56 Parameters 44(2) Summer 2014public claims for jurisdiction over state-sanctioned application of lethal force.35 Lastly, and arguably most compelling, private security compa nies maintain publicly they are more cost effective (as a result of no long-term obligations to the institution or the workforce) and timely 36 Private security companies pub licly claim immediate cost savings without a counterargument as to the long-term effects on military force structure and capabilities.37Because the eroded US military jurisdiction has not yet produced a crisis, public efforts to restore the military professions jurisdiction have not been compelling and thus are ineffective. For example, national security scholars Fontaine and Nagl concluded: Most experts agree that contracting out logistics and construction activities skilled laborand private security functions in particulartends toward parity with the cost of using federal employees.38 public in a manner that encourages strengthening of the military profession. The use of private contractors and the subsequent erosion of the military professions jurisdiction resulted from the inability of the mili tary to meet an increase in demand for operational forcesnot from an attempted cost savings measure. The debate on the level of resourcing required by the military to protect the professions jurisdiction over its core competencyand sustain the pattern of US civil-military rela tionslacks a public audience. In this instance, the military may be a victim of its own success. The trust relationship between the military and the public is now so strong tactical success is taken for granted, with little regard by civilian leaders or the public for the professions The current military to civilian contractor ratio of 1:1 in the Global within the Department of Defense. It is accepted and expected that civilians now perform tasks previously accomplished by uniformed sonnel performing security operations for the US government. At the end of the Iraq troop surge in 2009, the Department of Defense and the Department of State employed 16,263 private security personnel in Iraq and 5,062 in Afghanistan.39 For perspective, the totals are equivalent to 35 For examples of public acceptance of private security contractors as warriors, see Lee Sharon, Private Security Contractors: Sifting Out the Wannabes, Never-Have Beens and Never-Will-Bes, Soldier of Fortune Magazine of a Private Security Contractor, Security Clearance CNN, Dec 27, 2011, http://security.blogs.cnn. com/2011/12/27/confessions-of-a-private-security-contractor/. Private Security Contractors in Iraq 36. 38 Richard Fontaine and John A. Nagl, (Washington, DC: Center for a New American Security, 6 June 2010),18-19, At What Cost? Contingency Contracting in Iraq and Afghanistan (June 2009), 62.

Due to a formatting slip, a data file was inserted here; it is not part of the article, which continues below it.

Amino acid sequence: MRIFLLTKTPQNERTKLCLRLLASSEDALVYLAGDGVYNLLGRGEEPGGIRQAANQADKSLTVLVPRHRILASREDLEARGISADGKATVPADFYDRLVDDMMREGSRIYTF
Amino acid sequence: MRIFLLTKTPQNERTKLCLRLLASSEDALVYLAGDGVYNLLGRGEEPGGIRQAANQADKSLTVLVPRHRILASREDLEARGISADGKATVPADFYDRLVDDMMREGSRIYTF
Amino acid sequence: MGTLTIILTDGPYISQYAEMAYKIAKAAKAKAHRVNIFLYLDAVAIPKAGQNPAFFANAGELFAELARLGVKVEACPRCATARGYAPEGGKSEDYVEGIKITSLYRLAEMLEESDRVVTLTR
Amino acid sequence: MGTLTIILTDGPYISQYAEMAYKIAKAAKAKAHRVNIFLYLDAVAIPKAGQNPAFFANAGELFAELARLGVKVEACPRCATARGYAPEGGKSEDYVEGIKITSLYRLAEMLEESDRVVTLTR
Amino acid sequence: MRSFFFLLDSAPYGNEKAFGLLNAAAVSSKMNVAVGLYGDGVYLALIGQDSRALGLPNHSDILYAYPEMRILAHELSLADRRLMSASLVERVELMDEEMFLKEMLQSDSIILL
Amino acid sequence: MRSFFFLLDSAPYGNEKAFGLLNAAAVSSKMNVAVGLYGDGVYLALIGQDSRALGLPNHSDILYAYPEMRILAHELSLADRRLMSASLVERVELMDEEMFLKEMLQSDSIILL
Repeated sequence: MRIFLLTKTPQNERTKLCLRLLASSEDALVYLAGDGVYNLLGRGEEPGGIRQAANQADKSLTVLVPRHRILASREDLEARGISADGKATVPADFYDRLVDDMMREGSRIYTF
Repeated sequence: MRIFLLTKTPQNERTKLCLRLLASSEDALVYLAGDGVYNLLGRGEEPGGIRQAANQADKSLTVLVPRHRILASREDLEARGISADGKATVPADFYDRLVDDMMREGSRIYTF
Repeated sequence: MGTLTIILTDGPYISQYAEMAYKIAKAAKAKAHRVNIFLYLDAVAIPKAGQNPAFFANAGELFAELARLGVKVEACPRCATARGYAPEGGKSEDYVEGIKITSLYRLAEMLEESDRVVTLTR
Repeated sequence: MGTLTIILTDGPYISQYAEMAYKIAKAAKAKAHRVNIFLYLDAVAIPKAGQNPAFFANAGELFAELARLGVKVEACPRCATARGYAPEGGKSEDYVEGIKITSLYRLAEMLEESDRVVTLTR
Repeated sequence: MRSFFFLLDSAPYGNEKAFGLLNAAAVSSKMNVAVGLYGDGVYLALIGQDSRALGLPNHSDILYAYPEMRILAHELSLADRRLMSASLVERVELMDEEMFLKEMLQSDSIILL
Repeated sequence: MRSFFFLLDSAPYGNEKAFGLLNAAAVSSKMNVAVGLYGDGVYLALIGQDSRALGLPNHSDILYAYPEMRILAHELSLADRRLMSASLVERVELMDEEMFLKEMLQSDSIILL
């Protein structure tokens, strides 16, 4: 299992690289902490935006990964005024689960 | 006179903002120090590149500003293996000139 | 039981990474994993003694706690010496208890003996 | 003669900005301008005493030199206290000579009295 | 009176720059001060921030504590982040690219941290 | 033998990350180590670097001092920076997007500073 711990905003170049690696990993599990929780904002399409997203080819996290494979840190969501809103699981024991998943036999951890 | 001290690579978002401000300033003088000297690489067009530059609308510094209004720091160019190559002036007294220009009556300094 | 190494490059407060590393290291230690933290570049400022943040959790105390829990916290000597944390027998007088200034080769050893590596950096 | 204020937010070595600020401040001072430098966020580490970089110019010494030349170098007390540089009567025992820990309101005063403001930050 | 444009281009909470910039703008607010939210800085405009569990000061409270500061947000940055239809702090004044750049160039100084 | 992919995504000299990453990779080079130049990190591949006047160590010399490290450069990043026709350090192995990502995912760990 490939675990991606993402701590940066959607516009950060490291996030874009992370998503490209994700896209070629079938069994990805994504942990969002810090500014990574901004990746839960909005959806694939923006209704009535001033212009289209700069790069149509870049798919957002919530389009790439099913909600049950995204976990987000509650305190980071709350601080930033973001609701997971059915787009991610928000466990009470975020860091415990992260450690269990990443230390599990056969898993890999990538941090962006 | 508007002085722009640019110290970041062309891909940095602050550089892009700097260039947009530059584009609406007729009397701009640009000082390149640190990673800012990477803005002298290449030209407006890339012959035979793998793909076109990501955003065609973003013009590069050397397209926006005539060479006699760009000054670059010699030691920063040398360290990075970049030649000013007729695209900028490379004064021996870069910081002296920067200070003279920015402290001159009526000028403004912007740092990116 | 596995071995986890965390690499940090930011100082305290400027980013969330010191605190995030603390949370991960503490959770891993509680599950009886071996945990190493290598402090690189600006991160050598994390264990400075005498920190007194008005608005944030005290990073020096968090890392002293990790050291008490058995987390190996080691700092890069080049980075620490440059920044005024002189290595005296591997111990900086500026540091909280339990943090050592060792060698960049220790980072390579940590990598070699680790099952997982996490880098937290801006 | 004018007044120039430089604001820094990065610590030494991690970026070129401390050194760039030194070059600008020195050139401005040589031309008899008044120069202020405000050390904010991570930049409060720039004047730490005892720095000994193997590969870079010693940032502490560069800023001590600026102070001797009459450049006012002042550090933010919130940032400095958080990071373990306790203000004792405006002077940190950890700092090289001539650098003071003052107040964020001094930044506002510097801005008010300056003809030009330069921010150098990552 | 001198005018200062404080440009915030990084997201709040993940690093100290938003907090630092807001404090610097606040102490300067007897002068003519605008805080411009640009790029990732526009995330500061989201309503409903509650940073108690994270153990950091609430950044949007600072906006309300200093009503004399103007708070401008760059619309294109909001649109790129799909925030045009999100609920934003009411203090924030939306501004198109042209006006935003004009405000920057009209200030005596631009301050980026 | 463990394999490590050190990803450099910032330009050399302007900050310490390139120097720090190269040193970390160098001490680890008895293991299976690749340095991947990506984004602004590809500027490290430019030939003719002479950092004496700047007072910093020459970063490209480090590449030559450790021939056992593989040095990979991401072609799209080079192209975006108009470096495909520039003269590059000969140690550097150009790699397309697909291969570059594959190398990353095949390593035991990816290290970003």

PRIVATE CONTRAcCTORS & MILITARY PROFESSIONALS six Brigade Combat Teams. With 2010 beginning the operational withdrawal of US forces from both theaters of war, private security company personnel totaled over 28,000 and represented over 10 percent of the total contractors employed by the Departments of Defense and State in Iraq and Afghanistan.40 private contractors into the workplace and that the jurisdictional claim of these contractors has expandedrather than contractedas US Competition between professions requires each to adapt and secure its jurisdiction or become a bureaucracy or occupation.41 Conversely, adaptation by an emerging profession or a challenger produces the means to claim a jurisdiction in legal, public, or workplace arenas. continuum. First, one of the actors can be awarded full jurisdiction in a nated to the other. Third, the claim could be divided among the actors with each becoming a formal profession, independently responsible to society. Midway between a formal division and subordination lies the intellectual settlement, where one profession retains authority and responsibility for the abstract knowledge while competitors operate on advisory jurisdiction. Such arrangements grant one group independent authority to interpret another professions actions as its jurisdiction (i.e., the clergy may interpret and explain the larger meaning of medical conditions to patients).42 Recent jurisdiction settlements resulting from competition in the three arenas illustrate the ongoing challenges to the US military profession.In the 2009 NDAA, Congress expressed that:. . private security contractors should not perform certain functions, such as security protection of resources, in high-threat operational environments, and that DOD regulations should ensure that private security contractors of combat operations.43This legal directive acknowledged the military had come to rely heavily on private contractors to complete its mission and required the Department of Defense to reconcile the intent of the law with conditions on the ground. It presented a nuanced interpretation that did not pro hibit the use of contract personnel for security, but . limits the extent to which contract personnel may be hired to guard military installations.44 has the authority to decide whether to classify security functions as 40 John P. Carrell, Gover nment Contractors Do We Really Need Them? Strategic Research Project (Carlisle, PA: U.S. Army War College, 2011) 2,, 2. 41 Don M. Snider, Dissent and Strategic Leadership of the Military Professions (Carlisle, PA: Strategic Studies Institute, 2008), 9, 42 Snider, Dissent and Strategic Leadership of the Military Professions 69-77. 43 Elsea, Private Security Contractors in Iraq and Afghanistan 15. 44 Ibid., 16.